About the Music, Words, and Art The music Carnival of the Animals was written by French composer Camille Saint-Saëns in 1886 for two pianos and orchestra. He wrote it for a few friends, but people loved the music’s humor and imagination so much that it has become one of his most popular works. The words that rhyme and help you imagine each animal’s personality are written and spoken by Jack Prelutsky, a very famous American poet. And if the art looks somehow familiar to you, it is by Mary GrandPré, the illustrator for all seven Harry Potter books.

David M. Rubenstein Chairman Michael M. Kaiser President Darrell M. Ayers Vice President, Education

75 Musicians Led by One Conductor At today’s concert, conductor Tito Muñoz will lead the 75 members of the National Symphony Orchestra in playing the music. The conductor is a person who leads the orchestra. Conductors generally use their right hand to tell the orchestra how fast to play and use their left hand to tell the musicians how loud or soft to play. Some use a slender white stick called a baton as they conduct. At the concert, watch how the conductor communicates with the musicians. n Stays seated

A Good Audience…

n Stays quiet. n Watches and listens carefully. n Claps at the end.

Wait! There’s More! Musical Instrument “Petting Zoo” One hour before the concert, enjoy hands-on fun with the instruments that the musicians will play on stage in the Kennedy Center Atrium. A project of the Women’s Committee for the NSO.

Christoph Eschenbach Music Director, National Symphony Orchestra

The Macy*s Foundation and Washington Gas are the proud sponsors of the NSO Family Concerts.

Presented in the Kennedy Center Concert Hall

Additional support for Performances for Young Audiences is provided in part by The Clark Charitable Foundation; the D.C. Commission on the Arts and Humanities; Mr. James V. Kimsey; The Max and Victoria Dreyfus Foundation, Inc.; The Morris and Gwendolyn Cafritz Foundation; the Park Foundation, Inc.; the Paul M. Angell Family Foundation; an endowment from the Ryna and Melvin Cohen Family Foundation; the U.S. Department of Education; the Verizon Foundation; and by generous contributors to the Abe Fortas Memorial Fund, and by a major gift to the fund from the late Carolyn E. Agger, widow of Abe Fortas. Major support for the Kennedy Center’s educational programs is provided by David and Alice Rubenstein through the Rubenstein Arts Access Program.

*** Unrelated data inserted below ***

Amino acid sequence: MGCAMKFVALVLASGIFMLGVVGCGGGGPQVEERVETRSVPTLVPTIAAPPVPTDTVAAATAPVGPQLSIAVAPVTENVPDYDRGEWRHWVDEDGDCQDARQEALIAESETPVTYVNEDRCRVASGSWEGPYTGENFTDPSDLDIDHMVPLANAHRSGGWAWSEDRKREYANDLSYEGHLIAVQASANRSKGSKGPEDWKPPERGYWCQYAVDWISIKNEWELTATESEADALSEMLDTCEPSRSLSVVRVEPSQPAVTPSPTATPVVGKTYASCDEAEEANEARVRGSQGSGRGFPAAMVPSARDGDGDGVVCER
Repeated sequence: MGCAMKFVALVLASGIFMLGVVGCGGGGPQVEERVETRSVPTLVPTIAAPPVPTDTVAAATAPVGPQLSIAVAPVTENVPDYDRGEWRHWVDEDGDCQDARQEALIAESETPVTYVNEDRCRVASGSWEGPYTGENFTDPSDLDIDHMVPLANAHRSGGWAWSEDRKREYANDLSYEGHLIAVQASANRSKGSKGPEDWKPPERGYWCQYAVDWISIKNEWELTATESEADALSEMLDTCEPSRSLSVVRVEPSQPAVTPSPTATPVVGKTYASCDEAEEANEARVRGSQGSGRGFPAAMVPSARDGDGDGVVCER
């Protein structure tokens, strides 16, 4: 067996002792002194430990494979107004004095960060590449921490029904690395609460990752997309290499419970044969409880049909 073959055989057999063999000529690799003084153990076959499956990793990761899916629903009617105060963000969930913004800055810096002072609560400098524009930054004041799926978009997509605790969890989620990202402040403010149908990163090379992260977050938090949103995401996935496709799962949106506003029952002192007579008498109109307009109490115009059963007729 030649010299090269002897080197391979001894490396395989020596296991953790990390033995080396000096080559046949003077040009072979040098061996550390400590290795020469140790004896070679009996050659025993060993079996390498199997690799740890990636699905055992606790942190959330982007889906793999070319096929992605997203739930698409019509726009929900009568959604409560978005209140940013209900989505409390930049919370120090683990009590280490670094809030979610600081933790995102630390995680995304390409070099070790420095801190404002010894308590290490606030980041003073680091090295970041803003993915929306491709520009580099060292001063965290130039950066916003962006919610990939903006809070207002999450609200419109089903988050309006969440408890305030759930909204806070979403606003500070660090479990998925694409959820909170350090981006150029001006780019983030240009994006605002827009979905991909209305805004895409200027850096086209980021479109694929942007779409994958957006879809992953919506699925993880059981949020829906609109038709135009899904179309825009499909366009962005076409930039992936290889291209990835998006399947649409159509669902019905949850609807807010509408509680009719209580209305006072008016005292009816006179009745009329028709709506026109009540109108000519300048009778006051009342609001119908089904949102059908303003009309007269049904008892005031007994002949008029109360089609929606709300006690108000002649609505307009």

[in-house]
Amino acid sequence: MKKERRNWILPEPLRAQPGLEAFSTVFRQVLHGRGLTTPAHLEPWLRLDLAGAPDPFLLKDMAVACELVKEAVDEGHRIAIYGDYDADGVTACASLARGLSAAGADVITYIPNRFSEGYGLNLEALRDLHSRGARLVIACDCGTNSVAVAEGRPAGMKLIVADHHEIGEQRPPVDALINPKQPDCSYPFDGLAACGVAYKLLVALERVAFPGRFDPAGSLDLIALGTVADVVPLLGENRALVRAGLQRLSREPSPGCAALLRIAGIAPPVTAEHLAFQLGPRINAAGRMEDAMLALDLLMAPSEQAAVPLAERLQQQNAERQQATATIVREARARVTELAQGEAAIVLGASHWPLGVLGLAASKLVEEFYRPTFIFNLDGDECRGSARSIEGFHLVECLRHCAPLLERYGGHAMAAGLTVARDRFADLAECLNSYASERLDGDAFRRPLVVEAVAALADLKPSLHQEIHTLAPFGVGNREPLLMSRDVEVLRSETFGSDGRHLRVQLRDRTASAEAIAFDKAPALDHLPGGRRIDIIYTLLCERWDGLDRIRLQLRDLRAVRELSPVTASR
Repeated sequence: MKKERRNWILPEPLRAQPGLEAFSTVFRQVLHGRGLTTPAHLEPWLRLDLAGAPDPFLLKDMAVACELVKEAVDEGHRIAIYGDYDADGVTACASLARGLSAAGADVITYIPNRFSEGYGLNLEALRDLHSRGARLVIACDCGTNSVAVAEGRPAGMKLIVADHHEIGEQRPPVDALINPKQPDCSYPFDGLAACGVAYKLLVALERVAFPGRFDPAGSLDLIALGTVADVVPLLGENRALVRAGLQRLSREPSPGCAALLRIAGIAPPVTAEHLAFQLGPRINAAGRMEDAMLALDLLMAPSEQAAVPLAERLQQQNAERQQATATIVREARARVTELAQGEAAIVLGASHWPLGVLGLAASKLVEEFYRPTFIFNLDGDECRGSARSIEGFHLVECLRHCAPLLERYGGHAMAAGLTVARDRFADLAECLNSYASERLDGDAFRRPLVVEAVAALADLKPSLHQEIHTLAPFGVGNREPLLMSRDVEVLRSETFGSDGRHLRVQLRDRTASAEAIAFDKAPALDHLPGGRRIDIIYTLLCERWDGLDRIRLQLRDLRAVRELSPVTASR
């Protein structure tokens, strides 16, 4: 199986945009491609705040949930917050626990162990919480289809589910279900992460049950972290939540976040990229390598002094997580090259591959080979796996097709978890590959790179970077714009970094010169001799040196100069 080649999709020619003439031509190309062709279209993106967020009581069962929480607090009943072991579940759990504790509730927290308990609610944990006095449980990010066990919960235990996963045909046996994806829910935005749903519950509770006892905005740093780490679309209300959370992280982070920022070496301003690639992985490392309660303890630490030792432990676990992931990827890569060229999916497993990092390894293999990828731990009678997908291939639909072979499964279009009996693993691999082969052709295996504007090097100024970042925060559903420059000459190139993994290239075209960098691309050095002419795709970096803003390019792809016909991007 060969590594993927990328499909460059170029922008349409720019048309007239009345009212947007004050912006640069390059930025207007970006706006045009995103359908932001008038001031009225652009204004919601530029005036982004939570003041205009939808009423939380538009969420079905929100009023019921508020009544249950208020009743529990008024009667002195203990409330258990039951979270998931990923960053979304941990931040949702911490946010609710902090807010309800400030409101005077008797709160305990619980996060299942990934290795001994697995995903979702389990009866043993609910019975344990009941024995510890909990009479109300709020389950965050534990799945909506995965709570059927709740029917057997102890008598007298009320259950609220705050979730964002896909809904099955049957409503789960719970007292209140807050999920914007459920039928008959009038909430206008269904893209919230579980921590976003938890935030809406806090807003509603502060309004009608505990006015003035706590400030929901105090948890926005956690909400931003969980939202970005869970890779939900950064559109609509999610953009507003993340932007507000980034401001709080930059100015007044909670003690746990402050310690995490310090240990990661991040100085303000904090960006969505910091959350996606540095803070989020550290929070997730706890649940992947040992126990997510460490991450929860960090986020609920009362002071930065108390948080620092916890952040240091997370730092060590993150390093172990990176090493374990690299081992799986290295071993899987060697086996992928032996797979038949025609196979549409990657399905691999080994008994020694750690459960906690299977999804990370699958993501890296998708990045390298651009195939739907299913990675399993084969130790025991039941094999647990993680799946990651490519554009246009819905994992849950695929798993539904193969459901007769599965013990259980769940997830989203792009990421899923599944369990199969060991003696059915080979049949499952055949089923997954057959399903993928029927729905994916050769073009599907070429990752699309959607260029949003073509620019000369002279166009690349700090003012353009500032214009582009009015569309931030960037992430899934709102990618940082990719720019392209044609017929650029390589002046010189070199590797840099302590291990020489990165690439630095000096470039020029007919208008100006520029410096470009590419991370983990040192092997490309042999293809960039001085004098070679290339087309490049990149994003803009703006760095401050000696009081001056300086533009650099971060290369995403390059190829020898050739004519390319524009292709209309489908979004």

Kids’ Chat After the 3 p.m. performance, stick around to ask questions of the concert artists.

Upcoming Family Concerts Please plan to join us at next year’s National Symphony Orchestra Family Concerts, performed by the full NSO at 1 pm and 3 pm on the following Sundays: October 28, 2012—Halloween Concert March 24, 2013—Tchaikovsky Discovers America (a Classical Kids Live Production) May 19, 2013—TBA The NSO also presents full orchestra Young People’s Concerts for school groups in the Concert Hall each season during the school day for grades 3 through 6. For more about NSO education programs, see www.kennedy-center org/nso/nsoed

www.kennedy-center.org/artsedge Cuesheets are produced by ARTSEDGE, an education program of the Kennedy Center. ARTSEDGE is a part of Verizon Thinkfinity, a consortium of free educational Web sites for K-12 teaching and learning.

FAMILY CONCERT

Learn more about Education at the Kennedy Center at www.kennedy-center.org/education

Tito Muñoz, conductor Jack Prelutsky, poetry and narration Lisa Emenheiser, piano Eileen Cornett, piano Mary GrandPré, images

The contents of this Cuesheet do not necessarily represent the policy of the U.S. Department of Education, and you should not assume endorsement from the Federal Government. © 2012 The John F. Kennedy Center for the Performing Arts

Please recycle this Cuesheet by sharing it with friends!

Orchestra Interactive Enjoy an interactive exploration of orchestras, their instruments, and their music at the Perfect Pitch Web site at: artsedge.kennedy-center.org/perfectpitch

Performances for Young Audiences is made possible by

David and Alice Rubenstein are the Presenting Underwriters of the NSO.

Carnival of the Animals: National Symphony Orchestra Family Concert  

Ready for a puzzling riddle? When does a piano hop like a kangaroo, a violin bray like a donkey, and a cello swim like a swan? In Carnival o...